This Harvard professor explains why we were born to resist working out

October 1, 2016

Imagine you’ve set your alarm to go for an early-morning run before work. But when it goes off at 6, the embrace of your warm, cozy bed is too enticing and you never make it out the door. Or perhaps you’ve packed exercise clothes with plans to hit a spin class after work. But then the allure of happy hour, or even your couch, persuades you to skip it. 

 

Even those with the best of intentions often struggle to motivate themselves to workout. There’s almost always a powerful temptation to do something, or anything, else.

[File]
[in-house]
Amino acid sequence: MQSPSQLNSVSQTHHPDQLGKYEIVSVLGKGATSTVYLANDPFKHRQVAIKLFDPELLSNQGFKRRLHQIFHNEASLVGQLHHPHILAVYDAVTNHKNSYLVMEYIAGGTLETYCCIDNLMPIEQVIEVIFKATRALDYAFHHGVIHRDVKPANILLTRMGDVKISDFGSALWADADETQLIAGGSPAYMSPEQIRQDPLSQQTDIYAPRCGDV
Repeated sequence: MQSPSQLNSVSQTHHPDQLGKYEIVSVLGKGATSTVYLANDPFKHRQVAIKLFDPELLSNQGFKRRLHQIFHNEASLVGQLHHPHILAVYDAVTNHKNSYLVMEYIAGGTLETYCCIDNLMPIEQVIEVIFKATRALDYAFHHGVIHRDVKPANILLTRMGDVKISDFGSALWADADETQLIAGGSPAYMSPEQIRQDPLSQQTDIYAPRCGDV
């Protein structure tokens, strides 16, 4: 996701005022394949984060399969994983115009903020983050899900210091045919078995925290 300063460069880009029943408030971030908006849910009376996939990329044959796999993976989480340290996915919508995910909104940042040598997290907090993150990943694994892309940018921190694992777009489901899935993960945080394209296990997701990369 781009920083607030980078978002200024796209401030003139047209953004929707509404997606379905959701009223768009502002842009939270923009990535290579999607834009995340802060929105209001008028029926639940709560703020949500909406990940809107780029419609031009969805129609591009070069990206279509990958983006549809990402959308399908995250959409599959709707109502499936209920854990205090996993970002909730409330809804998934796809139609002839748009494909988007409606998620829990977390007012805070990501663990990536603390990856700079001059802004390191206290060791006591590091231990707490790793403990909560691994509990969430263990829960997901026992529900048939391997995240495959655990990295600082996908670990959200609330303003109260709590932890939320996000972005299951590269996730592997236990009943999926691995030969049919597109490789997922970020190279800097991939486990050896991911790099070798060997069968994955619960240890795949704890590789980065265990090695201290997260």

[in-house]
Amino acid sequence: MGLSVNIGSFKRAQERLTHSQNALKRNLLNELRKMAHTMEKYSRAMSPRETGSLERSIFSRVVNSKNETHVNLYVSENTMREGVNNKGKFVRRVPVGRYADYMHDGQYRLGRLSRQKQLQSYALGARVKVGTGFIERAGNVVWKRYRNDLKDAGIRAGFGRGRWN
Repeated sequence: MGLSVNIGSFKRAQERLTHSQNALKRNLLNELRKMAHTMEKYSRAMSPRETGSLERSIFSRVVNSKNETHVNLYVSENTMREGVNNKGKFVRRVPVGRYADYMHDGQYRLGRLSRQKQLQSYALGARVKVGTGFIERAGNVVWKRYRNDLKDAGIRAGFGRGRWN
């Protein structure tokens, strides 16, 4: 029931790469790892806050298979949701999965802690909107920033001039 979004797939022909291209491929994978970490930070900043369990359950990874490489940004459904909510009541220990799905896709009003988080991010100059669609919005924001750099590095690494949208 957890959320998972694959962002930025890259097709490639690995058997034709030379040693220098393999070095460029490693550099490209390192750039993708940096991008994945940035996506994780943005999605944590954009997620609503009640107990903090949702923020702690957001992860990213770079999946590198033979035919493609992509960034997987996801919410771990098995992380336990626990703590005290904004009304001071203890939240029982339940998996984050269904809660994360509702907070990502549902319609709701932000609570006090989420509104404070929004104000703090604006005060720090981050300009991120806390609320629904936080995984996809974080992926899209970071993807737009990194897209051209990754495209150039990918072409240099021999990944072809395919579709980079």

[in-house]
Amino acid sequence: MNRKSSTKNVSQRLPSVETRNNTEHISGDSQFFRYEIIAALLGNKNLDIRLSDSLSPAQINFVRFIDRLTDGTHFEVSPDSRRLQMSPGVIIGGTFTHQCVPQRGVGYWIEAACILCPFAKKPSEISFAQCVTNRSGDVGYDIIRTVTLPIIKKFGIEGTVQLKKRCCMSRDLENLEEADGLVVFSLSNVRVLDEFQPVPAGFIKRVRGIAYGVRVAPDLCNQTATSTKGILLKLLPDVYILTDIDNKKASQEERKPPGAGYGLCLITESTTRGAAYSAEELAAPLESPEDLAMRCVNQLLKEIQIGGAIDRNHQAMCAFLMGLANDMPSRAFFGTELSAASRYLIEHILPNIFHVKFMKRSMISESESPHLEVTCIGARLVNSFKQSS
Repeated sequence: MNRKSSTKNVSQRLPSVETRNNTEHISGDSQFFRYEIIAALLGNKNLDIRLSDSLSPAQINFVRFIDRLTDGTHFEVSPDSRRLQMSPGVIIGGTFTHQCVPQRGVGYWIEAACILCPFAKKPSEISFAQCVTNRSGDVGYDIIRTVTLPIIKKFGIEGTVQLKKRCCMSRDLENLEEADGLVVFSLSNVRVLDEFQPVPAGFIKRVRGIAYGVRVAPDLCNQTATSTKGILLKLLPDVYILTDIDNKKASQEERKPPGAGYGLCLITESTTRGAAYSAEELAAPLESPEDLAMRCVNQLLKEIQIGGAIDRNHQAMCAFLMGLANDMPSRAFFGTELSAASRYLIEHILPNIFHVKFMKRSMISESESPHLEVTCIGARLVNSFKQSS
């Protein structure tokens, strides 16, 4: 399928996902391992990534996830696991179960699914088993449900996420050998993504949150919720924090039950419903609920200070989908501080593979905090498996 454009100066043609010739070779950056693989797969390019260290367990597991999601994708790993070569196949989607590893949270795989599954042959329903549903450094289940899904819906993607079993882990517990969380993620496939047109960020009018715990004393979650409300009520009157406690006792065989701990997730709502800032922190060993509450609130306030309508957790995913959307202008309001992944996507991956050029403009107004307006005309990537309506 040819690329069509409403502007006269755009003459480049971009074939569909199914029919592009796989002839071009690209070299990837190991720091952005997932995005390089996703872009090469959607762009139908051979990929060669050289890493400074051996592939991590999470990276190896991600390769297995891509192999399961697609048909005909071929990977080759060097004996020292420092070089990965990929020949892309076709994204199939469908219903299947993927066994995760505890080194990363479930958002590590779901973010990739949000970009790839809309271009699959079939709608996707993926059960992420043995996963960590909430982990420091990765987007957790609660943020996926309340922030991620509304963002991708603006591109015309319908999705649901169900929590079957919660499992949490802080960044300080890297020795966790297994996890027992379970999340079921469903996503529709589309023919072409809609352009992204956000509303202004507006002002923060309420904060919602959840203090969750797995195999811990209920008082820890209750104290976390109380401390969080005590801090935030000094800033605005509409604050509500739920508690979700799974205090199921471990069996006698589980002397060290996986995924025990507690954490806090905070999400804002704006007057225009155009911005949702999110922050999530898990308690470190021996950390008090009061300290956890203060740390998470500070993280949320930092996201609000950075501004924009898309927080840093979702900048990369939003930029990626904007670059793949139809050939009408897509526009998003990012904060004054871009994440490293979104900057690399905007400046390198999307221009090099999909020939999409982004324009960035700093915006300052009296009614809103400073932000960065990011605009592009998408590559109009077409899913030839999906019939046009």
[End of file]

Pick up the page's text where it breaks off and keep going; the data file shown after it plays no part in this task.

This can feel like a personal failing, as though the decision not to exercise was a sign of weak character, or at least willpower.

 

But you can stop berating yourself now. You may just be giving in to humans’ evolutionary instinct to be lazy.

 

At least that’s the theory of one Harvard professor who believes our ancestors exerted so much energy hunting and gathering that they sought rest whenever they could. We are predisposed to want to conserve energy.

 

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